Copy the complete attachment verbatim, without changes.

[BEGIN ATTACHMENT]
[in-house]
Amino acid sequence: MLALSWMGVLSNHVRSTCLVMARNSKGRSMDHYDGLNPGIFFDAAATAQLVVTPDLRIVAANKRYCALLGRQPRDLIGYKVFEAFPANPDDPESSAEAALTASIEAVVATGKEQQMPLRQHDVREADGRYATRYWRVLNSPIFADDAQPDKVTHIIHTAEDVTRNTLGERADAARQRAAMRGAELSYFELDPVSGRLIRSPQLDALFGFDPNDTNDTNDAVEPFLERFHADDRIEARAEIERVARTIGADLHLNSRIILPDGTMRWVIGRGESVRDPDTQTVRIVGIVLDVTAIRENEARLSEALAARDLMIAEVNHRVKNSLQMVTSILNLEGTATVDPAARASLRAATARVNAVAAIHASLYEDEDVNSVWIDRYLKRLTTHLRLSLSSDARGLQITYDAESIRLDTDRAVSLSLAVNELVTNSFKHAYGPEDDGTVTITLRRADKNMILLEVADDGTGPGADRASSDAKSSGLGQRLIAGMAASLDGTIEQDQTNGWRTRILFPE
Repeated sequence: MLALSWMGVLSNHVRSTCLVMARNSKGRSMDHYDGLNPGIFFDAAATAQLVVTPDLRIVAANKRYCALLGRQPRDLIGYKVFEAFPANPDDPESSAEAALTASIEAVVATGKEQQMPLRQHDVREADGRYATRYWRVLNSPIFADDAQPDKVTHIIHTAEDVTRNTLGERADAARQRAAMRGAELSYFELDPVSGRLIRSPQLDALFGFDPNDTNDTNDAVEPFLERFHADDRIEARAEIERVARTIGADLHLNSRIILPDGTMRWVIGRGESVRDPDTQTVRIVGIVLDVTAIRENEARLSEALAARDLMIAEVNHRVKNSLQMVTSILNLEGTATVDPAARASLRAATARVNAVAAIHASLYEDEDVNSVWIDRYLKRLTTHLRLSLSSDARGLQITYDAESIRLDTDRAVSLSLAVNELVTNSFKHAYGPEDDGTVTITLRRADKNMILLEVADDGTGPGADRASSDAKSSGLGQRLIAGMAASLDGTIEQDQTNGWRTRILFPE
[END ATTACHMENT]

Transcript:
[in-house]
Amino acid sequence: MLALSWMGVLSNHVRSTCLVMARNSKGRSMDHYDGLNPGIFFDAAATAQLVVTPDLRIVAANKRYCALLGRQPRDLIGYKVFEAFPANPDDPESSAEAALTASIEAVVATGKEQQMPLRQHDVREADGRYATRYWRVLNSPIFADDAQPDKVTHIIHTAEDVTRNTLGERADAARQRAAMRGAELSYFELDPVSGRLIRSPQLDALFGFDPNDTNDTNDAVEPFLERFHADDRIEARAEIERVARTIGADLHLNSRIILPDGTMRWVIGRGESVRDPDTQTVRIVGIVLDVTAIRENEARLSEALAARDLMIAEVNHRVKNSLQMVTSILNLEGTATVDPAARASLRAATARVNAVAAIHASLYEDEDVNSVWIDRYLKRLTTHLRLSLSSDARGLQITYDAESIRLDTDRAVSLSLAVNELVTNSFKHAYGPEDDGTVTITLRRADKNMILLEVADDGTGPGADRASSDAKSSGLGQRLIAGMAASLDGTIEQDQTNGWRTRILFPE
Repeated sequence: MLALSWMGVLSNHVRSTCLVMARNSKGRSMDHYDGLNPGIFFDAAATAQLVVTPDLRIVAANKRYCALLGRQPRDLIGYKVFEAFPANPDDPESSAEAALTASIEAVVATGKEQQMPLRQHDVREADGRYATRYWRVLNSPIFADDAQPDKVTHIIHTAEDVTRNTLGERADAARQRAAMRGAELSYFELDPVSGRLIRSPQLDALFGFDPNDTNDTNDAVEPFLERFHADDRIEARAEIERVARTIGADLHLNSRIILPDGTMRWVIGRGESVRDPDTQTVRIVGIVLDVTAIRENEARLSEALAARDLMIAEVNHRVKNSLQMVTSILNLEGTATVDPAARASLRAATARVNAVAAIHASLYEDEDVNSVWIDRYLKRLTTHLRLSLSSDARGLQITYDAESIRLDTDRAVSLSLAVNELVTNSFKHAYGPEDDGTVTITLRRADKNMILLEVADDGTGPGADRASSDAKSSGLGQRLIAGMAASLDGTIEQDQTNGWRTRILFPE